## Day and Night and CP Violation

I’ve had these pictures for quite a while and can’t remember where I got them from, but I used them in my lectures on Theoretical Particle Physics when I was in Nottingham to illustrate CP-violation.

The following picture by M.C. Escher is called Day and Night:

If you look at it you can see two kinds of symmetry emerging. One is a kind of reflection symmetry about a vertical axis drawn through the centre of the picture that applies to shapes but not to colour. The other is between black and white. But it is obvious that the picture doesn’t display these symmetries separately: to get a picture unchanged from the original you would have to do the mirror reflection and change black to white (and vice-versa).

The mirror reflection in the image can be taken to represent parity (P). Strictly speaking parity refers to a reflection through the origin in 3D rather than a mirror reflection, but it’s just for illustration. We know that a parity symmetry is violated in weak interactions just as it is in the picture.

The other possible symmetry, between black and white can be taken to represent charge-conjugation (C), the operation that converts particles into anti-particles and vice-versa.

While P is not an exact symmetry of weak interactions, it was long thought that the combination of C and P (CP) would be. Actually it isn’t. The story of the discovery of CP-violation is fascinating but I don’t have time to go into it here. It suffices to say that the Escher print also displays CP violation.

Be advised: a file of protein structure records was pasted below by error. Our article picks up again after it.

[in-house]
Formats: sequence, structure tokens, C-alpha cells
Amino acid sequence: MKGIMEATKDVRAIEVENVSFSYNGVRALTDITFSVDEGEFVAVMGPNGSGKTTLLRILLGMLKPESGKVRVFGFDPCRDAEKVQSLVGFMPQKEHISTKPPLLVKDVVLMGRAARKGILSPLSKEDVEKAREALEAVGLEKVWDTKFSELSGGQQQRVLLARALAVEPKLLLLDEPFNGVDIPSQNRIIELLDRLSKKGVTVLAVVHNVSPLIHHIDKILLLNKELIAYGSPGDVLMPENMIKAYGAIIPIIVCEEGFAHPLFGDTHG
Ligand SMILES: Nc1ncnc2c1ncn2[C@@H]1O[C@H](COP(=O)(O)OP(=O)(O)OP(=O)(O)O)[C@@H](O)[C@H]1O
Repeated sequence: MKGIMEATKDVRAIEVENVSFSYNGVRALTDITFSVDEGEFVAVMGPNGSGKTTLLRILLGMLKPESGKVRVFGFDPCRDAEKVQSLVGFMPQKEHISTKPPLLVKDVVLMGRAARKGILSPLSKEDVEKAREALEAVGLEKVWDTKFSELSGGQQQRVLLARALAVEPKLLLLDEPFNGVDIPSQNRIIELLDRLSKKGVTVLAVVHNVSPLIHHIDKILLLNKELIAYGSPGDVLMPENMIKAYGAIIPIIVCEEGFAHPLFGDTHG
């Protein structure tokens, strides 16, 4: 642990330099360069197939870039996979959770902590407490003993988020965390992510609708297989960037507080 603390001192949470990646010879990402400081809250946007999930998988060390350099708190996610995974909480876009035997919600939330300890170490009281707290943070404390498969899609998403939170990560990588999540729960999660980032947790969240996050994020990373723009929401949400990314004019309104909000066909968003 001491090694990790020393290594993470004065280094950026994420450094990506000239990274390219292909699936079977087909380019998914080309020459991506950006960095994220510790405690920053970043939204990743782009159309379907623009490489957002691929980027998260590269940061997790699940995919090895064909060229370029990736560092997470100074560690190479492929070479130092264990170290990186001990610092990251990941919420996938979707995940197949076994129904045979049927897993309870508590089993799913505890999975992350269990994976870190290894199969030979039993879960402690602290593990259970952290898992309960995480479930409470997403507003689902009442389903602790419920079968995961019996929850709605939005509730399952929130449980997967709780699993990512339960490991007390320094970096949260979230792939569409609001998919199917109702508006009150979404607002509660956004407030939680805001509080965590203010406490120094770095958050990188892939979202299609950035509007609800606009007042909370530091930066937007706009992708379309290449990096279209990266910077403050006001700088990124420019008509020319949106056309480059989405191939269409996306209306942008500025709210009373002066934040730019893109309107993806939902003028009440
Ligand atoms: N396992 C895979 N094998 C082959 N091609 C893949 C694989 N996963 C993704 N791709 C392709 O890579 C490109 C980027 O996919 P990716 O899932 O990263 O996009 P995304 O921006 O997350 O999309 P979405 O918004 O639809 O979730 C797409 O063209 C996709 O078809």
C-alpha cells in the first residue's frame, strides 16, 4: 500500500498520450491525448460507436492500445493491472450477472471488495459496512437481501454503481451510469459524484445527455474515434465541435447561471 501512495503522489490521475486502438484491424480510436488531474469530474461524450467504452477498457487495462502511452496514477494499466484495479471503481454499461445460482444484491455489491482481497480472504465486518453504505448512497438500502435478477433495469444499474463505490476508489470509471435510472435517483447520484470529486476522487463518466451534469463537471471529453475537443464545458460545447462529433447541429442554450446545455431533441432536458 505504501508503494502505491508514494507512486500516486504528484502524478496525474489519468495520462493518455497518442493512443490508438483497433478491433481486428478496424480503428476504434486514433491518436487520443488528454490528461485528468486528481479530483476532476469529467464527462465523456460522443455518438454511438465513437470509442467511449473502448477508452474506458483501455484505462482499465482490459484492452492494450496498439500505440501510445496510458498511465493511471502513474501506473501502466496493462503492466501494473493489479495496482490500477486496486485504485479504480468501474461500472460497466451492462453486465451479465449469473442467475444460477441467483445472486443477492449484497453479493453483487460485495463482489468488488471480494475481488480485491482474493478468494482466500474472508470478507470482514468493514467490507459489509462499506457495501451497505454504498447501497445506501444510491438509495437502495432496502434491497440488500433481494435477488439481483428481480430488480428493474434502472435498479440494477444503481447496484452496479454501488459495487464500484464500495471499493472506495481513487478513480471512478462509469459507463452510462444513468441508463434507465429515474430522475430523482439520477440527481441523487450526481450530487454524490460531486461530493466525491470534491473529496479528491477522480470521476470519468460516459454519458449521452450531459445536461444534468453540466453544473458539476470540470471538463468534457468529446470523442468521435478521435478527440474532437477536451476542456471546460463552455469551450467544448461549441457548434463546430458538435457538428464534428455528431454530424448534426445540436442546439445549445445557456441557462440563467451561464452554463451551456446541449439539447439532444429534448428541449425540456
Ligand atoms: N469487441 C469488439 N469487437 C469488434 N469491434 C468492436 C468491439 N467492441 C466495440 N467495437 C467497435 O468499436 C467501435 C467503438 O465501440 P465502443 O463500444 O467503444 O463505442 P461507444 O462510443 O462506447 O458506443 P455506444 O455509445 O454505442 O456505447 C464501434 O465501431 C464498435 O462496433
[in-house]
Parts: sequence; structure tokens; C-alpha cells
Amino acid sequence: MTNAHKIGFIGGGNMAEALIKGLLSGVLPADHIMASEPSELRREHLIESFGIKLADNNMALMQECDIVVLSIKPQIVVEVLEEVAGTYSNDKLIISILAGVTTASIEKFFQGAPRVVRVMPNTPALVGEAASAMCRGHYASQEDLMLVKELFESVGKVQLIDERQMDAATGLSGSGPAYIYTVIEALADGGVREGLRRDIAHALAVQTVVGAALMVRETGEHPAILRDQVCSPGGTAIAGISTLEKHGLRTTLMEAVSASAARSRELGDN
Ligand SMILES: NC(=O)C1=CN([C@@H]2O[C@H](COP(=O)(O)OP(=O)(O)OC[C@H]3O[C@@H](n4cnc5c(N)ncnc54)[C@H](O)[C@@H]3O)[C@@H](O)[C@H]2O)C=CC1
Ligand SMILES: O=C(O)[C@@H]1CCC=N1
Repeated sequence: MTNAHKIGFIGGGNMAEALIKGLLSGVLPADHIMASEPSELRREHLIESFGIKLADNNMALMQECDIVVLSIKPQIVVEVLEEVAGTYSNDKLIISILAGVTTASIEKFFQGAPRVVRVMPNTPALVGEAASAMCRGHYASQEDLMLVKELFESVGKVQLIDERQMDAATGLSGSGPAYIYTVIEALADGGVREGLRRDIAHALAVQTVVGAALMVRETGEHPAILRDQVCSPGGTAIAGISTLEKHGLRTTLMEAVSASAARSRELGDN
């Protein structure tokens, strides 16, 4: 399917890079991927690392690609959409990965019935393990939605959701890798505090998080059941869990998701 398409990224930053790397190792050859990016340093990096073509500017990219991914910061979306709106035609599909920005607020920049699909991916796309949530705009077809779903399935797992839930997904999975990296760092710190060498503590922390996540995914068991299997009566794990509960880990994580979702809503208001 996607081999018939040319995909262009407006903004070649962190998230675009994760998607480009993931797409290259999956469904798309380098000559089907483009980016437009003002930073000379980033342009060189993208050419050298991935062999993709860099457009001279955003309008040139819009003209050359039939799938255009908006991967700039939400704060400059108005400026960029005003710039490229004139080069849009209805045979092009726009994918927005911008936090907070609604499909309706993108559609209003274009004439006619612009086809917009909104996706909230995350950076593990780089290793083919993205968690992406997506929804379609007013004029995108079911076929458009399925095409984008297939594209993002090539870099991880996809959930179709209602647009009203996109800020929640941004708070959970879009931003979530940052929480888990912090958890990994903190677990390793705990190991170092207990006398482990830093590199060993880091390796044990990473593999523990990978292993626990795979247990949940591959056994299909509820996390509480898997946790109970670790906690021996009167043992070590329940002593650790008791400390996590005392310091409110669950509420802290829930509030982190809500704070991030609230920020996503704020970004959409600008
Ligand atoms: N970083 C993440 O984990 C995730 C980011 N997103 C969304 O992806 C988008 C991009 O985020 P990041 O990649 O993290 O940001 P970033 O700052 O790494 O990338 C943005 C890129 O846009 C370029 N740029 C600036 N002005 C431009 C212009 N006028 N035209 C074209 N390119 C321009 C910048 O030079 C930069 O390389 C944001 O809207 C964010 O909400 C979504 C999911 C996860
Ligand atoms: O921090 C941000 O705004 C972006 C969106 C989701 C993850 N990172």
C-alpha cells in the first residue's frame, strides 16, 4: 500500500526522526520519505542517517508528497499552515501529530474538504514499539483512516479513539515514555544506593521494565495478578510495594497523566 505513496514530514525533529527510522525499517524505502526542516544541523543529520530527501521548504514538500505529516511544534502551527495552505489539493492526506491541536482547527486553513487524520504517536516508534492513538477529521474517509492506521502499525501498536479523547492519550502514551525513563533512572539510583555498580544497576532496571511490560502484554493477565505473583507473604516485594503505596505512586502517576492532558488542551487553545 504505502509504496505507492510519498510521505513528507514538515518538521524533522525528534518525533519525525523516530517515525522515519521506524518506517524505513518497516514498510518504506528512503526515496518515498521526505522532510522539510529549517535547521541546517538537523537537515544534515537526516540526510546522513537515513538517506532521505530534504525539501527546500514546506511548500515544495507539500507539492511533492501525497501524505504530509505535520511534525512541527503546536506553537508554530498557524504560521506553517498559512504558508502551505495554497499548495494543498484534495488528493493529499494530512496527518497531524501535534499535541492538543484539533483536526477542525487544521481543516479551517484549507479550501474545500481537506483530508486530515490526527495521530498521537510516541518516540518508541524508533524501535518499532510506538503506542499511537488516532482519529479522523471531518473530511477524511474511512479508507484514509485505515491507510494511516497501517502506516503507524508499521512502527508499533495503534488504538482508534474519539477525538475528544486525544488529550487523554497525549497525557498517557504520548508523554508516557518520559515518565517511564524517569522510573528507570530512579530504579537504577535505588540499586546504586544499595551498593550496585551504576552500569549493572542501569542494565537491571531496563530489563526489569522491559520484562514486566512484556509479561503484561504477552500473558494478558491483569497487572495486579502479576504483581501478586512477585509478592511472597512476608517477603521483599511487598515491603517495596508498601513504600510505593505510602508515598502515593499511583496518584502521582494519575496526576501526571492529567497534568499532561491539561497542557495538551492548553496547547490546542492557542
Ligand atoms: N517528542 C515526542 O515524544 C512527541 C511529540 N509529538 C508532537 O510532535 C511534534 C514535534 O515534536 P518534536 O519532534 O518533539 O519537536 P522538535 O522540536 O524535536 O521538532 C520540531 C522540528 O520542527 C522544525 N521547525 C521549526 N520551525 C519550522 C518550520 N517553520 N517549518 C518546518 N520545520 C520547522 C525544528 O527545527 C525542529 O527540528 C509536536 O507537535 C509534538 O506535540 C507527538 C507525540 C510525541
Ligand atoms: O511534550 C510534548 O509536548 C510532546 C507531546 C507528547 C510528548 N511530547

First lets do `C’, i.e. convert black to white and vice-versa. The result is:

Now reflect about the vertical mid-line to illustrate `P’:

If `CP’ were an exact symmetry then that image would be identical to the original, which I reproduce here:

You can see, however, that while some elements of the picture do look the same after this combined operation (e.g. the birds), others (e.g. the buildings at the bottom) do not.

### One Response to “Day and Night and CP Violation”

1. Great picture (one of my favourites) and well suited for the use to which you put it.

In contrast to, say, Dante’s description of a three-sphere, Escher might have intended this to reflect symmetry (pun, as always, intended). He corresponded with Roger Penrose, and Penrose is, like Escher, known for, among other things, his tilings.